Water services price drop in England/Wales: industry reaction

Water industry regulator Ofwat has ruled that household bills in England and Wales for drinking water and wastewater services will fall by 5% by 2020...

Water industry regulator Ofwat has ruled that household bills in England and Wales for drinking water and wastewater services will fall by 5% by 2020.

This could see a saving of £20 in average bills, from £396 to £376.

Following two years of discussion, Ofwat has set out the levels for which all 18 water and sewerage companies can set their prices for the five-year period, beginning in April 2015.

In a statement, Ofwat estimated that utilities are set to spend more than £44 billion or around £2000 for every household in England and Wales over the next five years.

New charges will come into effect in April 2015. Companies have two months in which to accept Ofwat’s final determination, or seek a referral to the Competition and Markets Authority (CMA).

Cathryn Ross, chief executive of Ofwat said: “Now the hard work begins. Companies will only build trust and confidence with their customers if they deliver. Those who do can look forward to fair returns, while those that don’t will be hit in the pocket and face a tough five years ahead.”

At the end of November the Labour Party announced it would introduce plans to strengthen Ofwat with affordability issues, should it win the next general election in May (see WWi story).


Tony Smith, chief executive of the Consumer Council for Water (CCWater), said:“Most water companies and the regulator have listened to customers and delivered a deal which reflects the services they want, at a price most find acceptable…But customers need to be aware that water companies are allowed to add inflation to bills each year which means charges are still likely to rise from what they are now. That will hurt some households.”

Peter Simpson, Anglian Water’s chief executive, said: “…It’s definitely good news for our customers. It means we can meet the promises we made to customers during our largest ever public consultation. Our average bills will fall by 10% next year – the biggest of all the water and wastewater companies. And bills will then stay flat, before inflation, for the following four years to 2020. We’ve been able to agree this reduction because we’ve become an increasingly efficient company. We are passing these savings on to our customers in the form of lower bills – and this is consistent with the promises we’ve been making all along.”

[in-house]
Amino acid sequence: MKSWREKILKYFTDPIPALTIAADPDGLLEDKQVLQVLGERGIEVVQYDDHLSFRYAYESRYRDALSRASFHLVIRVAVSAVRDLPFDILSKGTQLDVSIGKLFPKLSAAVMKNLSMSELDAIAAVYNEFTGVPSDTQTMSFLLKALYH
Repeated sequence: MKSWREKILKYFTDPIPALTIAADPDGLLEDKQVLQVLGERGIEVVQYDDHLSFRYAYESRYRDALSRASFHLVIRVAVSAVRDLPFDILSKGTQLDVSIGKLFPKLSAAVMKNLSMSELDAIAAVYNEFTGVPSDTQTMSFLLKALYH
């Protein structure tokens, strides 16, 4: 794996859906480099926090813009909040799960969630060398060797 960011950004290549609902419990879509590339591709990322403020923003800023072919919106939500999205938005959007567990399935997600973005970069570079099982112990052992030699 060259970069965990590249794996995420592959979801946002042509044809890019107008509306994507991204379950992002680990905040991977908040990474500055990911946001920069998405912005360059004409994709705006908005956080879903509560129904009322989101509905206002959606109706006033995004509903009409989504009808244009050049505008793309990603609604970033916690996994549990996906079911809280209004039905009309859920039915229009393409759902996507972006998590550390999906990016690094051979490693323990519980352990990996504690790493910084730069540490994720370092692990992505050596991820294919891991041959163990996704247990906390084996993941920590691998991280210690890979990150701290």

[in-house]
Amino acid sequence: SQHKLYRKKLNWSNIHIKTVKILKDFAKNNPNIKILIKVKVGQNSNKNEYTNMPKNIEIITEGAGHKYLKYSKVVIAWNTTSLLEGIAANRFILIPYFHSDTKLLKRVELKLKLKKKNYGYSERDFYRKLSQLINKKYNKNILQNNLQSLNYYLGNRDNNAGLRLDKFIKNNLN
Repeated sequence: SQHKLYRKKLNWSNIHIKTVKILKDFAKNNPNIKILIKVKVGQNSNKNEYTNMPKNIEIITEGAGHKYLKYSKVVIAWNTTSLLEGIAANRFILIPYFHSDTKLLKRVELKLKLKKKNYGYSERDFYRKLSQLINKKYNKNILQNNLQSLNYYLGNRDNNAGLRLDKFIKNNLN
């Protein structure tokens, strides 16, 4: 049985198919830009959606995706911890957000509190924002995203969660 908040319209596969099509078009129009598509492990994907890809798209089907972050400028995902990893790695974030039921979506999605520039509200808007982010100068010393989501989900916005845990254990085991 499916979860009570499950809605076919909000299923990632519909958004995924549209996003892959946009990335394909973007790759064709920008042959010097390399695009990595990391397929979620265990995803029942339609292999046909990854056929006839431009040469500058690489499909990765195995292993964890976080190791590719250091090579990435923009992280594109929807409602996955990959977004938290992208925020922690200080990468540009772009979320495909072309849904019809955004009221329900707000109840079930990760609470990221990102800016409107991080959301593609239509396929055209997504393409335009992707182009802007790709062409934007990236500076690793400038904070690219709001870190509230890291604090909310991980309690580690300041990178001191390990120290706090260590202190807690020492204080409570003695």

Murad Qureshi, London Assembly Labour Group Environment Spokesperson, said: "Whilst Ofwat's £17 cut to bills is encouraging, water companies are still allowed to increase their overall prices with inflation. That will mean people could quickly end up paying more….Thames Water was one of the only water companies in the country to propose price rises. Whilst the new Thames Tideway Tunnel is important, Ofwat have rightly recognised that the project cannot be funded by squeezing yet more out of Londoners' pockets.”

Dr Matt Firla-Cuchra, power and utilities partner at KPMG, said:“We have seen Ofwat blow hot and cold with water companies today: they allowed water companies to pass on almost all their costs to customers, but also slashed the amount of profit allowed…Ofwat significantly reduced allowed returns to make consumers benefit from the cheap financing currently available in capital markets. This means that the cost to consumers of servicing approximately £60bn of private capital employed in the industry will be over 25% lower than in the past.”

Neil Griffiths-Lambeth, associate managing director of EMEA Project and infrastructure finance at Moody’s, said:“Moody’s views United Utilities Water and Thames Water Utilities as the relative winners following Ofwat’s announcement of final price limits for the next five years…We expect the sector to maintain adequate financial flexibility following the cut in allowed returns by reducing dividends or leverage as necessary. Water companies may also be able to improve their cash flow through operational or financial outperformance.”


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